Giant ants shoot orange acid from their butts, but explode into green goop when blasted with a grenade. 30-story-tall robots with plasma cannons for arms explode in fireballs so big, they obscure your entire field of vision. You can bring down an entire skyscraper with a single, well-aimed rocket, and then climb into the helicopter that used to be on its roof to make it easier to pump a mutant alien dinosaur full of missiles without being torched by its flame breath.
If anyone ever tells us again that video games aren't educational, we're going to point to these and other important lessons we've learned from campy, third-person sci-fi blaster Earth Defense Force 2017. Then we're going to say, "So, now who do you want guarding your backside when the alien invasion force shows up and starts laying it down, Ms. Cragazzle? Huh? Yeah, that's what we thought" because we've wanted to say that ever since grade school, but never got the chance before.
Be warned: if you don't love sci-fi movies like Independence Day, Them!, and Godzilla, run away screaming. Because, there's actually plenty wrong with this game: the graphics often look more like a really good Xbox game than a 360 title, with objects sometimes popping into sight and movements that stutter on rare occasion. The voice work is shabby. Your little dude jumps funny, and the physics are wonky - once dead, the bodies of space tarantulas the size of a Winnebago can be pushed around with normal machine gun fire. Three of the four in-game vehicles - the speeder bike, gun copter, and mech - handle like crap, and the tank isn't much better. The health and armor pick-ups are 2D sprites. There's no online play - just split-screen co-op on the same system.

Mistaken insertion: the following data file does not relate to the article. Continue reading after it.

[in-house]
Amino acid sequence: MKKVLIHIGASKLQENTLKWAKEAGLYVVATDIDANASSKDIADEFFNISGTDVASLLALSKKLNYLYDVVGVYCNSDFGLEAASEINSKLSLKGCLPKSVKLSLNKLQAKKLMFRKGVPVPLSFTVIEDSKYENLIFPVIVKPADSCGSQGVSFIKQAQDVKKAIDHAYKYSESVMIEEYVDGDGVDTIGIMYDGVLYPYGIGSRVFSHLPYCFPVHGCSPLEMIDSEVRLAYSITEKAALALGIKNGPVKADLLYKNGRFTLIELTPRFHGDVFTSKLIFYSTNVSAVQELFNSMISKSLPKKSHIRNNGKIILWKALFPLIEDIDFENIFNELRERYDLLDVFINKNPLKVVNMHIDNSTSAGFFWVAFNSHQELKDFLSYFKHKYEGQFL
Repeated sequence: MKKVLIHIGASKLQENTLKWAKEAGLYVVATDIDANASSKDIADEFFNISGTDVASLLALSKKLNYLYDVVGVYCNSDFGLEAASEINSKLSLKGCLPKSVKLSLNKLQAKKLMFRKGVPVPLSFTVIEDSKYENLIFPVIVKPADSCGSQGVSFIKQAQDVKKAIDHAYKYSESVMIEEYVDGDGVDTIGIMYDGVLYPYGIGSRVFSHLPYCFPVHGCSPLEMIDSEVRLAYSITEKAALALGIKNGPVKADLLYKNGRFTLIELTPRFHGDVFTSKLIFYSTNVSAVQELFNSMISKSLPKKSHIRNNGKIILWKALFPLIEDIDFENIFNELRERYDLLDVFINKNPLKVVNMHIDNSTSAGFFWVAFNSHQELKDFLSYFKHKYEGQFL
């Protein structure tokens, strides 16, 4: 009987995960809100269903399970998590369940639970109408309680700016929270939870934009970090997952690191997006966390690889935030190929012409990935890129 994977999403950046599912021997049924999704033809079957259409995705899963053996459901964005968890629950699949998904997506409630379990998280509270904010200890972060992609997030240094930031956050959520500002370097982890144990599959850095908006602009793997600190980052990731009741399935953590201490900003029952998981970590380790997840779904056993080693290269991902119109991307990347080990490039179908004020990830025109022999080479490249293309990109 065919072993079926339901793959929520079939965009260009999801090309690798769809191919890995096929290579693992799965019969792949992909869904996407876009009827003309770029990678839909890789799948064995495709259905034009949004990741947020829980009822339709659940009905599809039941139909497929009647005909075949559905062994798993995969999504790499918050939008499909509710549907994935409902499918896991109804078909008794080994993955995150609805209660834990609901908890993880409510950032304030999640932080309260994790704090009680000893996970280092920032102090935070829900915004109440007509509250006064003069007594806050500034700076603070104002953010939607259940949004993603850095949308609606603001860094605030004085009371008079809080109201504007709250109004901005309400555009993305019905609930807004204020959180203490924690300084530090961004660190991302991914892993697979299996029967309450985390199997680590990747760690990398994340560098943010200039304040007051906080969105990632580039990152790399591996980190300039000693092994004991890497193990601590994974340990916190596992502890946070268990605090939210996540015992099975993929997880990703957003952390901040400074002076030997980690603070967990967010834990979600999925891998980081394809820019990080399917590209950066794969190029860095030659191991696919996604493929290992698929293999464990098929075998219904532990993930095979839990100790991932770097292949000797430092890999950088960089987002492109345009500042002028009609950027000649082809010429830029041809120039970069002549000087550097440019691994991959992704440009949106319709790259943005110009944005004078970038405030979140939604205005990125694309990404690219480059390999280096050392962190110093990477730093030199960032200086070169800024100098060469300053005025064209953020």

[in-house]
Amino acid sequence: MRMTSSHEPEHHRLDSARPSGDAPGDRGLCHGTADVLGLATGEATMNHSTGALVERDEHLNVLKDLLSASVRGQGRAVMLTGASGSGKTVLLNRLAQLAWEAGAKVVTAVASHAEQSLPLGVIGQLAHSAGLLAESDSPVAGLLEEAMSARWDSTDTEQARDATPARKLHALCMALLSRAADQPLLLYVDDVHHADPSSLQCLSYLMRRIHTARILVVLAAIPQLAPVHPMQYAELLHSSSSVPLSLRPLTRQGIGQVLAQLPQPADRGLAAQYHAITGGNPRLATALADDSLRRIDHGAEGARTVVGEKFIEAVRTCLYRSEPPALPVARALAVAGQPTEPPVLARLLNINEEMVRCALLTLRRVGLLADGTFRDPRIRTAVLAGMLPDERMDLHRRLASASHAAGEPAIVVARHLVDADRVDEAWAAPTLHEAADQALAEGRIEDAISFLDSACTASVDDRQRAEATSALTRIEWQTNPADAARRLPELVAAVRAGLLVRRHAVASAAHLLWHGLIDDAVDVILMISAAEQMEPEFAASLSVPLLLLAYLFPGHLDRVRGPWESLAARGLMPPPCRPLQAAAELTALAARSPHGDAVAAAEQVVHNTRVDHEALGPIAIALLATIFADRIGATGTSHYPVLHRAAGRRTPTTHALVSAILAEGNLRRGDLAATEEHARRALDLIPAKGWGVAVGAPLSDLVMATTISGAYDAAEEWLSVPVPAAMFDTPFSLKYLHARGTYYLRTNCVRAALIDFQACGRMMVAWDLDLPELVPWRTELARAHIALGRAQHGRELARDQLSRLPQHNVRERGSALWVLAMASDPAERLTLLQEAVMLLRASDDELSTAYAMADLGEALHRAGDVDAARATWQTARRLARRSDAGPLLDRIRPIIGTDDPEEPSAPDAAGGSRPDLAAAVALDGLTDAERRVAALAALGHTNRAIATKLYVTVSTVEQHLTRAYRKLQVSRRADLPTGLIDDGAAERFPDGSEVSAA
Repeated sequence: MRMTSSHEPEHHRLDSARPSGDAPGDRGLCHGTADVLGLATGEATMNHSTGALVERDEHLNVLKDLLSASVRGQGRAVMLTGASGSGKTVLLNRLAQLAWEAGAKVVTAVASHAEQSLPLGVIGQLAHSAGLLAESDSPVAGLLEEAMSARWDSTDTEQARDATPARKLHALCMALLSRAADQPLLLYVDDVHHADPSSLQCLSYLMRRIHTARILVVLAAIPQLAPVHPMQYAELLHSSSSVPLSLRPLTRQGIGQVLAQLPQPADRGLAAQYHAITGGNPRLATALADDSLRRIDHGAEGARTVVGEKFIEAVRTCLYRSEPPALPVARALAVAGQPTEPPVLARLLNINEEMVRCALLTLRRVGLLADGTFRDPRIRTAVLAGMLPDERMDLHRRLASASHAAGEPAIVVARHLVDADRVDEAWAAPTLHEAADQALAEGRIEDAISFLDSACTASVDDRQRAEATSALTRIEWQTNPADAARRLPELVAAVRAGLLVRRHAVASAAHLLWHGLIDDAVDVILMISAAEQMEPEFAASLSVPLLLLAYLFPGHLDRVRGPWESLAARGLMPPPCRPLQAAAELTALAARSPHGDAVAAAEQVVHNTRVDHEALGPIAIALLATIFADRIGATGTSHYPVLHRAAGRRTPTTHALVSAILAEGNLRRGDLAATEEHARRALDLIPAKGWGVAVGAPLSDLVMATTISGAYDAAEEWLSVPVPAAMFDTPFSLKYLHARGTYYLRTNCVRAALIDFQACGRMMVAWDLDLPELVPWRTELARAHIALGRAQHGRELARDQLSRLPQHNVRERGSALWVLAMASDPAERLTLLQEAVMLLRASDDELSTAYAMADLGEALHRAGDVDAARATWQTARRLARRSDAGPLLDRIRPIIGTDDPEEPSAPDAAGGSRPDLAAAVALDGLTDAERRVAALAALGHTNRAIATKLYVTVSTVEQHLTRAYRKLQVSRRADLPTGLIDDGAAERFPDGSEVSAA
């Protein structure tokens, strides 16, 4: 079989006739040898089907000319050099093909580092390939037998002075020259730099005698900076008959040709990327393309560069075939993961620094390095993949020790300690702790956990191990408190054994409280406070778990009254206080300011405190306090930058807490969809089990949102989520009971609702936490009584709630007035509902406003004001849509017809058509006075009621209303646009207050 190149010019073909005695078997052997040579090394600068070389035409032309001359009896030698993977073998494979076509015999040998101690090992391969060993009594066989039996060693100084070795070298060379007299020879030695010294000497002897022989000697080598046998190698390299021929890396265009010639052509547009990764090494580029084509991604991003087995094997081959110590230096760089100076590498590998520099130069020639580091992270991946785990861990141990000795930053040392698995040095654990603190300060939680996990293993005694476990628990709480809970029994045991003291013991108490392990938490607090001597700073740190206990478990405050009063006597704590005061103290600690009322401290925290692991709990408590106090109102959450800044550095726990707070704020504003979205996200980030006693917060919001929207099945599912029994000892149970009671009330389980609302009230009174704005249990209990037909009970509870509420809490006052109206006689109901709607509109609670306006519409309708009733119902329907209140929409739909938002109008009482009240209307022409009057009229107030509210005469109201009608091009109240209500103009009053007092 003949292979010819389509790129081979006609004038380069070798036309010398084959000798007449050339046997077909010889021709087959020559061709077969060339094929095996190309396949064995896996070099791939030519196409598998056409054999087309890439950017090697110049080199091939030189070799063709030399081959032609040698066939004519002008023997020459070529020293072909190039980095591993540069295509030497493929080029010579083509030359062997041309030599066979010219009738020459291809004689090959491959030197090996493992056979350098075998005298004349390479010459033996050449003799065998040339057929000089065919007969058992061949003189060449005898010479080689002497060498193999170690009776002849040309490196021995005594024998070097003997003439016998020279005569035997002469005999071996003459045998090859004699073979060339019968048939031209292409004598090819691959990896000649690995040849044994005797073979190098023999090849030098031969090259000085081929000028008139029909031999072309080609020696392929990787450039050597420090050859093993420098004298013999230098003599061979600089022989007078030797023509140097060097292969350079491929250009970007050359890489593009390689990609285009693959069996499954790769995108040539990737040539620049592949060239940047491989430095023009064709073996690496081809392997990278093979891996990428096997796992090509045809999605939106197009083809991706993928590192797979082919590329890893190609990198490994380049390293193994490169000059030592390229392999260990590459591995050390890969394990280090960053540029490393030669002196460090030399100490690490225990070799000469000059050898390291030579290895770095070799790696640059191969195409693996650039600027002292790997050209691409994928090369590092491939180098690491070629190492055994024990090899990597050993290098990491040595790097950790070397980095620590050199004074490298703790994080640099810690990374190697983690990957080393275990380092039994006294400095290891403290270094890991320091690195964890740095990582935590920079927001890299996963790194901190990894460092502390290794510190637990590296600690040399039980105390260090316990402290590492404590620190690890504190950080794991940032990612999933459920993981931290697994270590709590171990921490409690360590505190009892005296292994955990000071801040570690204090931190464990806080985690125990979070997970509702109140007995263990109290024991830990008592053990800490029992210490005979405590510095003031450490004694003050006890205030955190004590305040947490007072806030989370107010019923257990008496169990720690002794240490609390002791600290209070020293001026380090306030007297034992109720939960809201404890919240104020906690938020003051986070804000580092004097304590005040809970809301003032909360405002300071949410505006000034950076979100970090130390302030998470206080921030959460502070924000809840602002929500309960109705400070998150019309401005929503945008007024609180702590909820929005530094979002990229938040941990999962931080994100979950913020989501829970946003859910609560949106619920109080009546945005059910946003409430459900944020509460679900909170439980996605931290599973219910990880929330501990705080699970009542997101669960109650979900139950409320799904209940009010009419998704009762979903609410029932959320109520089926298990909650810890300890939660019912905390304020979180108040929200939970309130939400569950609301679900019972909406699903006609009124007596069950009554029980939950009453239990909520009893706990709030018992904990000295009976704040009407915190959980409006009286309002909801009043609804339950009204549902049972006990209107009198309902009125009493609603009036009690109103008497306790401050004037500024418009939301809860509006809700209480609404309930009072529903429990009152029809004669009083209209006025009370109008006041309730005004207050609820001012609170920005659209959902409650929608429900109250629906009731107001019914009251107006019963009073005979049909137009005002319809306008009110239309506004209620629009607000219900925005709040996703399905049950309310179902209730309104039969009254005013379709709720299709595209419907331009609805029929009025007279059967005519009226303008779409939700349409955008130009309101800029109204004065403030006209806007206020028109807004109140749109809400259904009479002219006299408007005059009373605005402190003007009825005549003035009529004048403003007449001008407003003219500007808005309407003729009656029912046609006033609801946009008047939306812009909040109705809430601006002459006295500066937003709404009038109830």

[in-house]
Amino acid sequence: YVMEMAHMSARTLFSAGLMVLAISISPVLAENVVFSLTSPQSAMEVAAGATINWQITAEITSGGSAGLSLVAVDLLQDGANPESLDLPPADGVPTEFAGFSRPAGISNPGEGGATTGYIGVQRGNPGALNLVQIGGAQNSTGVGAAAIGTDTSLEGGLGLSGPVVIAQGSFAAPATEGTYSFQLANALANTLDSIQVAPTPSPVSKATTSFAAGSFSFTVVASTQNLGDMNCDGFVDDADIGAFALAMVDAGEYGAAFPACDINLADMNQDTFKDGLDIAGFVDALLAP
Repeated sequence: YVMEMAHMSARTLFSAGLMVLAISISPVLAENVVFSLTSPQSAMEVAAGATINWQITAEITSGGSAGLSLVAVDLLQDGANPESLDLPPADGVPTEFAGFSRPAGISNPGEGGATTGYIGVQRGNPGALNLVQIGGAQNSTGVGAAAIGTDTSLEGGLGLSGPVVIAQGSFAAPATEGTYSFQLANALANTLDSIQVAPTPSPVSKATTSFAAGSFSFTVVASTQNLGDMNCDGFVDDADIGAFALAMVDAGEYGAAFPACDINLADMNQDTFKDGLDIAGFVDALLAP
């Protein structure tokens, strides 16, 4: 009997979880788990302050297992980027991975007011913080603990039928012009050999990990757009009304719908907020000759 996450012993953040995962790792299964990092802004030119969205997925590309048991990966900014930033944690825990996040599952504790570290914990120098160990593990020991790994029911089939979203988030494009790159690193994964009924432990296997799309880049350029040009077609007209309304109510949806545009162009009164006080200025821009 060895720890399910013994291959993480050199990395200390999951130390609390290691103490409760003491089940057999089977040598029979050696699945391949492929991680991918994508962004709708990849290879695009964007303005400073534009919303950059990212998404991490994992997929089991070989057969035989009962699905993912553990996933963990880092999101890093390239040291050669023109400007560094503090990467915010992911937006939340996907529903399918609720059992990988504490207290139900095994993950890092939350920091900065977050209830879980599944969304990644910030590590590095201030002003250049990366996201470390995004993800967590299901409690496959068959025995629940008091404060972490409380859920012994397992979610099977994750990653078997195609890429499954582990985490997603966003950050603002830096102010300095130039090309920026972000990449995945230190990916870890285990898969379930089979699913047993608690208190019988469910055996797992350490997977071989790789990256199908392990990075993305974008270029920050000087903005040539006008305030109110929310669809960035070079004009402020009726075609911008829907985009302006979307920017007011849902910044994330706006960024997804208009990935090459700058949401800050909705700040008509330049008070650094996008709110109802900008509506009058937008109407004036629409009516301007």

But one thing makes all of that crap irrelevant: this game is fun, plain and simple. Starting with a typical "alien spaceships have arrived!" theme, it earnestly, unabashedly throws as many beloved sci-fi clichés as possible into your line of fire. Giant ants? Check. How about tarantulas too? And tougher red ants. And UFOs of all sizes, and killer robots the size of skyscrapers, then an astonishingly huge robot big enough to step on those? Then more of all that, and a giant monster. Then two giant monsters with cyborg parts... you get the idea.
This constant, enthusiastic urge to one-up itself across a beefy 53 levels is a huge part of the game's appeal - you literally can't wait to see what's going to turn up next. But when you add in more than 150 weapons, five difficulty settings, relatively competent squad members and graphics that aren't prize-winning, but can draw 40 or more giant insects and flying saucers tearing the crap out of a fully destructible city and almost never chug? Then, it's easy to see what this is: a corny, geeky dream come true that's destined to be an underground classic.